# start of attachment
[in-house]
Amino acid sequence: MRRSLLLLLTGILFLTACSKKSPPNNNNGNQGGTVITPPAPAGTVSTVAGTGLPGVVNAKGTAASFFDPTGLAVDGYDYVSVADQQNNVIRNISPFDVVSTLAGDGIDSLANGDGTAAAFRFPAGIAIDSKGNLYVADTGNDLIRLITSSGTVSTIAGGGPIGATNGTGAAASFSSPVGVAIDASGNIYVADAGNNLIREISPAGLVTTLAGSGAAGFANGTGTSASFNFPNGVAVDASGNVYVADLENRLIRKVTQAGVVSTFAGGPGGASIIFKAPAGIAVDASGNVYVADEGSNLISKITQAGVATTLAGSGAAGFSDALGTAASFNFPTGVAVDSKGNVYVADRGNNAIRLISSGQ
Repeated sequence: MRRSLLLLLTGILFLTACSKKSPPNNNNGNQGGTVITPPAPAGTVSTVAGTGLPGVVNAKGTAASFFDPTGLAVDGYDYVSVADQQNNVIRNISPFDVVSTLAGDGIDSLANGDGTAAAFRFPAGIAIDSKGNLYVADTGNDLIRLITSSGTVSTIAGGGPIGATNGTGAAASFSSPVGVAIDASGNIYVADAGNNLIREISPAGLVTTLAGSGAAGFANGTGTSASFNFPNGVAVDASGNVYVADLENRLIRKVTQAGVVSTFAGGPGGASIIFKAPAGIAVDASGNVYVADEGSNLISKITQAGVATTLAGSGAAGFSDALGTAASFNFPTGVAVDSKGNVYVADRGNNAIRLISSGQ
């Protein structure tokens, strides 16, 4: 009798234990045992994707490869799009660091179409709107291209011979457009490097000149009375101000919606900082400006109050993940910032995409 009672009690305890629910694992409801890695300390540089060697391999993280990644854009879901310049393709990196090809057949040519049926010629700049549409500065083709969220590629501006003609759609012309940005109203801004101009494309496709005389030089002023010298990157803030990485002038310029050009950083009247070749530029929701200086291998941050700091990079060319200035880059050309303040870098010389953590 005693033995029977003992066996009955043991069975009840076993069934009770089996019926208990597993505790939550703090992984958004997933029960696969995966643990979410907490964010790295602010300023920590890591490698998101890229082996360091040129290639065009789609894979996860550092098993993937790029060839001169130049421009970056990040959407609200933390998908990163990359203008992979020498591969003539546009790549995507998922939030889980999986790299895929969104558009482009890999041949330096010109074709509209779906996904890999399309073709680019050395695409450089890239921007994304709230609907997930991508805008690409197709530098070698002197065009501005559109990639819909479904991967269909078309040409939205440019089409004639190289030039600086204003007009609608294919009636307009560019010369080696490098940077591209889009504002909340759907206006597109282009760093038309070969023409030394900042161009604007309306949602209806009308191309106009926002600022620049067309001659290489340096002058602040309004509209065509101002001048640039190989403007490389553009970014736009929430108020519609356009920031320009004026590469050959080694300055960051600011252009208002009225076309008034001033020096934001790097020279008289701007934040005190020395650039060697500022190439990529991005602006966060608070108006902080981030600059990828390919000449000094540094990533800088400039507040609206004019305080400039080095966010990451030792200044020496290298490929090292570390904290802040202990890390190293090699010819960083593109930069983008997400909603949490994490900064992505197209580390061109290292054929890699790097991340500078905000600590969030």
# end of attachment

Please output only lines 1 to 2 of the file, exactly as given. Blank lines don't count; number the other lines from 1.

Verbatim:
[in-house]
Amino acid sequence: MRRSLLLLLTGILFLTACSKKSPPNNNNGNQGGTVITPPAPAGTVSTVAGTGLPGVVNAKGTAASFFDPTGLAVDGYDYVSVADQQNNVIRNISPFDVVSTLAGDGIDSLANGDGTAAAFRFPAGIAIDSKGNLYVADTGNDLIRLITSSGTVSTIAGGGPIGATNGTGAAASFSSPVGVAIDASGNIYVADAGNNLIREISPAGLVTTLAGSGAAGFANGTGTSASFNFPNGVAVDASGNVYVADLENRLIRKVTQAGVVSTFAGGPGGASIIFKAPAGIAVDASGNVYVADEGSNLISKITQAGVATTLAGSGAAGFSDALGTAASFNFPTGVAVDSKGNVYVADRGNNAIRLISSGQ